Labor Day: Dressing Economically

Child labor was prominent in United States textile mills and child labor continues in the global attire industry.

Lewis Hines, who spent a decade as a photographer for the National Child Labor Committee, produced many haunting images of child labor.

The 1908 photograph below is the one that I found myself returning to again and again as I researched and wrote the chapter “Dressing Economically,”  Hines entitled the photograph “Rhodes Mfg. Co., Lincolnton, N.C. Spinner. A moments glimpse of the outer world Said she was 10 years old. Been working over a year. Location: Lincolnton, North Carolina.”


In Hammer v. Dagenhart, decided a decade later, the United States Supreme Court would side with the interests of the Southern Cotton Manufacturers, the organization that challenged the federal statute seeking to regulate child labor, and hold Congress did not have such a power.   The 5-4 majority concluded that to uphold Congressional authority to regulate child labor in textile mills would have dire consequences:  “all freedom of commerce will be at an end, and the power of the states over local matters may be eliminated, and thus our system of government be practically destroyed.”

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Obama at the 50th Anniversary of the March on Washington for Jobs and Freedom

In his speech commemorating the 50th Anniversary of the March on Washington for Jobs and Freedom, President Obama stated:

“Because they marched, doors of opportunity and education swung open so their daughters and sons could finally imagine a life for themselves beyond washing somebody else’s laundry or shining somebody else’s shoes.”


“woman carrying laundry home along highway between Durham and Mebane, North Carolina” photo by Marion Post Wolcott, circa 1939, Library of Congress

The care of other people’s attire has been the province of low-wage workers throughout US history, as the chapter “dressing economically” addresses. 

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Retailer Removes Feathered Headdress After Customer Complaints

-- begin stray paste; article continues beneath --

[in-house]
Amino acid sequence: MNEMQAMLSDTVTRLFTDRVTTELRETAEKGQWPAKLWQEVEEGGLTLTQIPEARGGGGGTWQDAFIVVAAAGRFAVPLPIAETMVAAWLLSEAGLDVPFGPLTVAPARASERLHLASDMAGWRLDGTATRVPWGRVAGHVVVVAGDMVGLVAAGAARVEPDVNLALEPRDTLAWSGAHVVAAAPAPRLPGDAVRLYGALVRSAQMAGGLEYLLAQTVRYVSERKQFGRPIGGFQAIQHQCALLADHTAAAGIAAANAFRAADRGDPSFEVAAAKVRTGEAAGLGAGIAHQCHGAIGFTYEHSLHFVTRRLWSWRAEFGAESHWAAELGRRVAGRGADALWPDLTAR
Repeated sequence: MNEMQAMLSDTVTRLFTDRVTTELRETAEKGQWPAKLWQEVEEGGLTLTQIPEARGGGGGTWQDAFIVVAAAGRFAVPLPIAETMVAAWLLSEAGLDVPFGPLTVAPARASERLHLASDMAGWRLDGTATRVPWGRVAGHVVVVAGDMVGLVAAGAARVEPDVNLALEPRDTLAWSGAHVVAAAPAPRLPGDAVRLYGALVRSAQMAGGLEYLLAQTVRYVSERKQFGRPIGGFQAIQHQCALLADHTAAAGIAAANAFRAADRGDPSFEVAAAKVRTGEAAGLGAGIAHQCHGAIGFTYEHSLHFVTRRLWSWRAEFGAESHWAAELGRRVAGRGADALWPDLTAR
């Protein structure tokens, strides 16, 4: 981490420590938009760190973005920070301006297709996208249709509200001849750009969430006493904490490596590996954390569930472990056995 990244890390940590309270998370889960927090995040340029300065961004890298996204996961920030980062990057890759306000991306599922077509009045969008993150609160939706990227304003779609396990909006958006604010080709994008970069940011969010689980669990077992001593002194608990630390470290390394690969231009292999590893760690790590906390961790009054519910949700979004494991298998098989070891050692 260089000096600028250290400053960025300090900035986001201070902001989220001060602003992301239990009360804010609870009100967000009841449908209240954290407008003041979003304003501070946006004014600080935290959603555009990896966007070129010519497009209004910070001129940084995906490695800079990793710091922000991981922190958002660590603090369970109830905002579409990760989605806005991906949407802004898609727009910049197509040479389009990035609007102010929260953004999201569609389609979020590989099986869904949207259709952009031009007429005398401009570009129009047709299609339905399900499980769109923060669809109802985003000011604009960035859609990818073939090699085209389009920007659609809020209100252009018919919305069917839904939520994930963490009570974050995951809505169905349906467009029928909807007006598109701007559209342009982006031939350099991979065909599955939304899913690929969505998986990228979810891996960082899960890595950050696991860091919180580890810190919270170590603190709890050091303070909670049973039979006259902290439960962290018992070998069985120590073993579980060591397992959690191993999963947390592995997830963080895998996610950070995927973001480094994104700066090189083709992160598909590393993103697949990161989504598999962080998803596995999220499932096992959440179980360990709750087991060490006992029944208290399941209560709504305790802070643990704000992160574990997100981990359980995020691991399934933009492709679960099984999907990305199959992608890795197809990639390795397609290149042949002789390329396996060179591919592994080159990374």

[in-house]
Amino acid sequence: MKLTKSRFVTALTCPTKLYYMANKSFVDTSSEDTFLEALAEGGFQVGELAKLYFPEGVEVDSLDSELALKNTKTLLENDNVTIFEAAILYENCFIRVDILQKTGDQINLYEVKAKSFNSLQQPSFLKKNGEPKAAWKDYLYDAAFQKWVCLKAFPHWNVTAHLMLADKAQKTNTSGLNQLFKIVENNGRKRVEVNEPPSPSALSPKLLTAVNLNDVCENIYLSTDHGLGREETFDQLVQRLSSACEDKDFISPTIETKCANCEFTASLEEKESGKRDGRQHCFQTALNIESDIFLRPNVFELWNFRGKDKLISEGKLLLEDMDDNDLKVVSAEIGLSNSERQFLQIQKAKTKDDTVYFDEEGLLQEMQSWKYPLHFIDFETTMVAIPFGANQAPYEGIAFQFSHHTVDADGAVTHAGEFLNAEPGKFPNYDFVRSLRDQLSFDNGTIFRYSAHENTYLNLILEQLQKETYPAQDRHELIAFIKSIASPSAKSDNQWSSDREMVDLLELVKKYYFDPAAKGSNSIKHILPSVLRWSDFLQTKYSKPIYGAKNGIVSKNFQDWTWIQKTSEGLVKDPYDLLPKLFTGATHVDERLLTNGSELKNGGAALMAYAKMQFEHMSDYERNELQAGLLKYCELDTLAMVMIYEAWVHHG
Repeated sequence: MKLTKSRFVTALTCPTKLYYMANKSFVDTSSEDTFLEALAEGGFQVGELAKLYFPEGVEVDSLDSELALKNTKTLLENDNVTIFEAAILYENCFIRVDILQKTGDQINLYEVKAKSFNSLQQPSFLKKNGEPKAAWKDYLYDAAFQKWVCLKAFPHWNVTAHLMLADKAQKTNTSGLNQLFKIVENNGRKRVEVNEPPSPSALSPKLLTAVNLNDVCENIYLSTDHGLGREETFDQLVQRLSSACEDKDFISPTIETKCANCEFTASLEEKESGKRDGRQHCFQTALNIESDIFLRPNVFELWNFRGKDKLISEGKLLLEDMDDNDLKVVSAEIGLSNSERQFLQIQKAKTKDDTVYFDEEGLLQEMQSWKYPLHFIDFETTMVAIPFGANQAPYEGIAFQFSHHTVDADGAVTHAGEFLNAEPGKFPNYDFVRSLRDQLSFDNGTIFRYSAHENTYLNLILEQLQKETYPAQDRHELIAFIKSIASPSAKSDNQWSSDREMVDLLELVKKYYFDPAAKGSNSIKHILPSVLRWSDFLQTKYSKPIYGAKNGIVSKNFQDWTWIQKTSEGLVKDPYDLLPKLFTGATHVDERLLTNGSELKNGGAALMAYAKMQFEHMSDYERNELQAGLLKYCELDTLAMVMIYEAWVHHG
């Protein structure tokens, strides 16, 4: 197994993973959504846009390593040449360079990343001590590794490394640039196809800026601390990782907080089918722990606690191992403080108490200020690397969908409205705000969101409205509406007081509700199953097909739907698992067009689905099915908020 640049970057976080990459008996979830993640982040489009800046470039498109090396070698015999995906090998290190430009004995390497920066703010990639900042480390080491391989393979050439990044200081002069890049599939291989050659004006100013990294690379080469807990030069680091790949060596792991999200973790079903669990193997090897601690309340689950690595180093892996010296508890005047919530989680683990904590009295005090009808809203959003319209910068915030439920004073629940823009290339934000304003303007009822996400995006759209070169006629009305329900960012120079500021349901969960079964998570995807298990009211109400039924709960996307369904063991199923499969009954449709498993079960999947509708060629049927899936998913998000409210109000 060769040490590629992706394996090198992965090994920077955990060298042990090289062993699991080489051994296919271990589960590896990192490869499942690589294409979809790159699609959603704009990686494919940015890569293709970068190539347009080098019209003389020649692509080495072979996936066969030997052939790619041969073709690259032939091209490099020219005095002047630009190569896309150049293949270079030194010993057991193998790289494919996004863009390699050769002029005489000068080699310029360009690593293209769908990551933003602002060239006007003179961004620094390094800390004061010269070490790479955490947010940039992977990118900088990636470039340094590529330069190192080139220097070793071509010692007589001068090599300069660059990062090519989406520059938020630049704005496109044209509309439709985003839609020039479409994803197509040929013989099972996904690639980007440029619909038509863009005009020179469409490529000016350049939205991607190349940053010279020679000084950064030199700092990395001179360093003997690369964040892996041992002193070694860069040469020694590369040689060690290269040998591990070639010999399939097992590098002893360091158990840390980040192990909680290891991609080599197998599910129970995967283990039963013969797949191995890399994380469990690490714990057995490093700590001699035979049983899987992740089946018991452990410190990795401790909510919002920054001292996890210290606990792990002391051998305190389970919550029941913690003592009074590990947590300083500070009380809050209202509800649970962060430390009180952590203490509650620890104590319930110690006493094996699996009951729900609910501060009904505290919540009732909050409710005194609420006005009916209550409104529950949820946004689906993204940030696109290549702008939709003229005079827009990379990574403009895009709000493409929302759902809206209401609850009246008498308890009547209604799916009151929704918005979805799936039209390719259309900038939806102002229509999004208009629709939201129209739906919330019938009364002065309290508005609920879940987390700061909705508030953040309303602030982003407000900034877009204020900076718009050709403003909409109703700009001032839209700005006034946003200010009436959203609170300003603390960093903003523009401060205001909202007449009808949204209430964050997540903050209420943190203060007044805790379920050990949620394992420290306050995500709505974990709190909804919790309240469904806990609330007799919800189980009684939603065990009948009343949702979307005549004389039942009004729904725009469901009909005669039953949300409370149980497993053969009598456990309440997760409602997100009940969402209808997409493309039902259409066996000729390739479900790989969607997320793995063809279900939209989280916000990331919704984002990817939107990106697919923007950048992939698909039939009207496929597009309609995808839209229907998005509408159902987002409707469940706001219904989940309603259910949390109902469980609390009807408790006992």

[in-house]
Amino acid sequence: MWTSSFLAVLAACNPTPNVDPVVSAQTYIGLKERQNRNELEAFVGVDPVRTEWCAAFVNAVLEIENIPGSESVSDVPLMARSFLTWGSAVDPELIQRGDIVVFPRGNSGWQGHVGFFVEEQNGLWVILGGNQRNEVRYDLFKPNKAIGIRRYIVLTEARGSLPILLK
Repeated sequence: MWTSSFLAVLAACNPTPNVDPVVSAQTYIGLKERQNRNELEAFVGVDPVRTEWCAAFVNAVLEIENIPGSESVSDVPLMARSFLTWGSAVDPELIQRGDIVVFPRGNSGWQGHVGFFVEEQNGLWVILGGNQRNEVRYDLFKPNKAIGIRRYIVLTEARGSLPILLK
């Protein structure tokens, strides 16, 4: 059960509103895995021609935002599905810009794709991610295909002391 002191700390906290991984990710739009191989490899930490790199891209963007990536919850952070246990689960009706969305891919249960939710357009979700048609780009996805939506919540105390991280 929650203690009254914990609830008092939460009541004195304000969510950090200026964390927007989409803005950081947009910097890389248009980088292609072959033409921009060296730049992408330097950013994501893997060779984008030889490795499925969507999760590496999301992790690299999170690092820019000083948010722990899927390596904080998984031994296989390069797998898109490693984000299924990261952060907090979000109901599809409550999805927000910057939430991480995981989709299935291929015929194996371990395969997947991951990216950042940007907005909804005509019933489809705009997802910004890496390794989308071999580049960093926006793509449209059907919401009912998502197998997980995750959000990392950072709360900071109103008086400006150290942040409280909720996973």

This month, popular clothing retailer H&M removed faux feather headdresses from their shelves in Canada. As reported, a spokesperson for H&M said three customers complained that the headdresses were culturally insensitive, prompting the company to remove the product.

One H&M customer explained her complaint to reporters: “Headdresses are a sign of respect and leadership … You wouldn’t find a colorful hijab or a colorful yarmulke on the shelves as some sort of fashion accessory to wear out to a nightclub or to a music festival.”

article-0-1B390806000005DC-272_634x535Online reaction to the news has varied — some see the accessory as a harmless nod to aboriginal culture, while others rebuke H&M as cheapening the First Nations’ heritage in order to make a quick buck, essentially profiting off a people’s history and traditions by turning them into an aesthetic movement.

H&M is not the only company to receive negative press over offensive appropriation of indigenous peoples’ culture. In the last two years, several large retailers, including Victoria Secret and Forever 21, have elicited outrage over insensitive use and mockery of Native American traditions and symbols.


In 2011, the Navajo Nation brought legal action against retail giant Urban Outfitters for the use of “Navajo” to sell its products, or as Sasha Houston Brown of the Santee Sioux Nation wrote, a “mass marketed collection of distasteful and racially demeaning apparel and décor.” Brown and the Navajo Nation argued that items like the “Navajo Hipster Panty” were trademark infringement and violate the Federal Indian Arts and Crafts Act of 1990, which prohibits one from falsely representing an item as made by Native Americans.

Given the popularity of the trend and a long history of exploitation of indigenous cultures and histories, it is unlikely that H&M will be the last to receive the charge of cultural insensitivity. But perhaps there is recourse through the legal system in addition to publicly shaming such companies for their serious fashion faux pas.